To study the relationship between left ventricular ejection fraction (LVEF) and the decision to perform aortic valve replacement, the correlates of undergoing valve replacement were studied in 56 asymptomatic or mildly symptomatic patients with isolated severe chronic aortic regurgitation (AR) undergoing exercise radionuclide angiography. The need for valve replacement was not indicated on clinical grounds, because symptoms were either mild or absent. Of a variety of noninvasive laboratory variables, stepwise logistic regression analysis showed the rest LVEF to be the best correlate of performing valve replacement. Valve replacement was performed in 24 (43%) of the patients including 5% of AR patients with rest LVEF of 0.50 or more, 40% of patients with rest LVEF of 0.41-0.49, and 88% of patients with rest LVEF of 0.40 or less, p < 0.001. Of the 20 patients within the intermediate rest LVEF range of 0.41-0.49, the 8 undergoing valve replacement had a similar rest LVEF, but a lower exercise LVEF and older age, compared to the 12 not undergoing valve replacement. In conclusion, rest LVEF alone strongly correlates with the decision to perform valve replacement in asymptomatic or mildly symptomatic AR. In the higher and lower LVEF ranges, the rest value is the best correlate of whether the patient will have surgery and little or no additional information is provided by exercising the patient. Only in the intermediate LVEF range is this decision unpredictable by the rest value. Physicians appear to consider rest LVEF a powerful prognosticator as evidenced by the decision-making patterns observed.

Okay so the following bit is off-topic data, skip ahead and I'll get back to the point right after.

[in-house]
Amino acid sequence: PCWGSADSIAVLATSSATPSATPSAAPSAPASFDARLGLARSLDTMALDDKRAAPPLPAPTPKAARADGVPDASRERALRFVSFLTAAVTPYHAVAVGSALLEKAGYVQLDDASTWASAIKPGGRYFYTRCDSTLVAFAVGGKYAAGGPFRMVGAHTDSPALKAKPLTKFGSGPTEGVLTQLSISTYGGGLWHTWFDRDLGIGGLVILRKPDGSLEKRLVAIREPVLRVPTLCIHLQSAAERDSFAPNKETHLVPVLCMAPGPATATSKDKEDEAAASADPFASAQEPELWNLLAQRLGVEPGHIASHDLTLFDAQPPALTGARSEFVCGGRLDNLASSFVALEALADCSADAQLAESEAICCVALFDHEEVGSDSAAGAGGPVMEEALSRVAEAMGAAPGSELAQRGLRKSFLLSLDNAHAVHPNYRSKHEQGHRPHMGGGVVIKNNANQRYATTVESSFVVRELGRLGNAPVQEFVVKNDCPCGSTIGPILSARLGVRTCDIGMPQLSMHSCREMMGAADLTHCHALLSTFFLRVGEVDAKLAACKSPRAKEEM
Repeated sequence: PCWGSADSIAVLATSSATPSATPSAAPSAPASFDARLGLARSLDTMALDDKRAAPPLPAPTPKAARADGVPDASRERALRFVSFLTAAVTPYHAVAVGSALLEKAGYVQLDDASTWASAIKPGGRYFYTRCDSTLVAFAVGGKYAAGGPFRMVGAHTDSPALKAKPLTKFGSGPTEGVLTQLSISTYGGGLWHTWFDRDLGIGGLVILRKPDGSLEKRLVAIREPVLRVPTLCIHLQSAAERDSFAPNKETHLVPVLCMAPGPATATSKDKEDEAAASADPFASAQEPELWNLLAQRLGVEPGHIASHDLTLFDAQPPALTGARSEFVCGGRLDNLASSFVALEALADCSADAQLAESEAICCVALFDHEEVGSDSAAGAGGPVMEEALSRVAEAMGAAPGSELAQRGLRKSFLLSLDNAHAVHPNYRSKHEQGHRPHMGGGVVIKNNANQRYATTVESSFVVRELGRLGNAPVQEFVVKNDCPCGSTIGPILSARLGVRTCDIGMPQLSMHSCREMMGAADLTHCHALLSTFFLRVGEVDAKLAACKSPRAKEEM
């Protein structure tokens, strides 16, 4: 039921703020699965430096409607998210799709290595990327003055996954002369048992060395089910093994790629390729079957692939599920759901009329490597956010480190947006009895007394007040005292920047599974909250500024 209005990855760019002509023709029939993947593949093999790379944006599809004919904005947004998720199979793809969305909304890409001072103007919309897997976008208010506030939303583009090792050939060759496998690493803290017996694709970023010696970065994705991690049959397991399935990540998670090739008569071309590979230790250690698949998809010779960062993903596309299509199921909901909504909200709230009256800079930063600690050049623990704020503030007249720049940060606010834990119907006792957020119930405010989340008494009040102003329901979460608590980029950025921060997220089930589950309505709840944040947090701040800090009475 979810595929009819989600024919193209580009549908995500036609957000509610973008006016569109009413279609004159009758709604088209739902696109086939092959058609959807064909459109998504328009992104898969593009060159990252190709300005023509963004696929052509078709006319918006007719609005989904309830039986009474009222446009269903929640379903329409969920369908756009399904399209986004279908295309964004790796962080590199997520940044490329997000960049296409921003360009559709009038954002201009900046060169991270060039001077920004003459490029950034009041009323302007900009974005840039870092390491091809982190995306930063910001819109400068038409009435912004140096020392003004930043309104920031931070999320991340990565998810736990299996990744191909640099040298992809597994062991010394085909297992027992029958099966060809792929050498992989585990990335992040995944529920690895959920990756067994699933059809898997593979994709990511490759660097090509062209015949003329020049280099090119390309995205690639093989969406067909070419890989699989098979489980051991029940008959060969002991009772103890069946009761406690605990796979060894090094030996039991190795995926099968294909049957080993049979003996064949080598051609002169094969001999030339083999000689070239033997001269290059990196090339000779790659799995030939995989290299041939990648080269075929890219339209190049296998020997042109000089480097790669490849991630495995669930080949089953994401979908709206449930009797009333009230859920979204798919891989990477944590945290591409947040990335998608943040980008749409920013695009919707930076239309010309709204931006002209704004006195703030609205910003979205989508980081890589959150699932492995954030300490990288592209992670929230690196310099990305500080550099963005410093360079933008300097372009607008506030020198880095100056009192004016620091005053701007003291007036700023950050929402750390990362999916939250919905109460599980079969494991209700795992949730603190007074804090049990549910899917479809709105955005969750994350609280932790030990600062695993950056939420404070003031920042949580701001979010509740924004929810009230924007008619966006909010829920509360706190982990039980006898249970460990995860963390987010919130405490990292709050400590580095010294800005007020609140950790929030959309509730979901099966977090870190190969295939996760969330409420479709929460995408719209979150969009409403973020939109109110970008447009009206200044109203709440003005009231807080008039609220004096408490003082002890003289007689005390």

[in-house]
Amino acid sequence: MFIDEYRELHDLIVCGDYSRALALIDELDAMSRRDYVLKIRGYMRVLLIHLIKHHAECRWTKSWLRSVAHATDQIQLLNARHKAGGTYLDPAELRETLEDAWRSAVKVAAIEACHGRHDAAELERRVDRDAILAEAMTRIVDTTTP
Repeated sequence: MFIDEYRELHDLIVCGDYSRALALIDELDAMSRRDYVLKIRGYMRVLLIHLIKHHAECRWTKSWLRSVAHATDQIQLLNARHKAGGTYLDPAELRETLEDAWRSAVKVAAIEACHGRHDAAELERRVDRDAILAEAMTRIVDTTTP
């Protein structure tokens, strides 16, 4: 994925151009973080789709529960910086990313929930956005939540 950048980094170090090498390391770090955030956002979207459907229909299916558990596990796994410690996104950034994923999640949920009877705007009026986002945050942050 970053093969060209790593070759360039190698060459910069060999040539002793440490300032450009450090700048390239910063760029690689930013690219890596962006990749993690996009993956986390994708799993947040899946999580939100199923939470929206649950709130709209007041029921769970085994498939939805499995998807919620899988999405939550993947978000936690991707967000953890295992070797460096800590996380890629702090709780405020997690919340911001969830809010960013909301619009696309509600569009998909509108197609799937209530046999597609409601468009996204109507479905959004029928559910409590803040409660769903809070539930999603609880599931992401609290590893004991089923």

ASJC Scopus subject areas
- Cardiology and Cardiovascular Medicine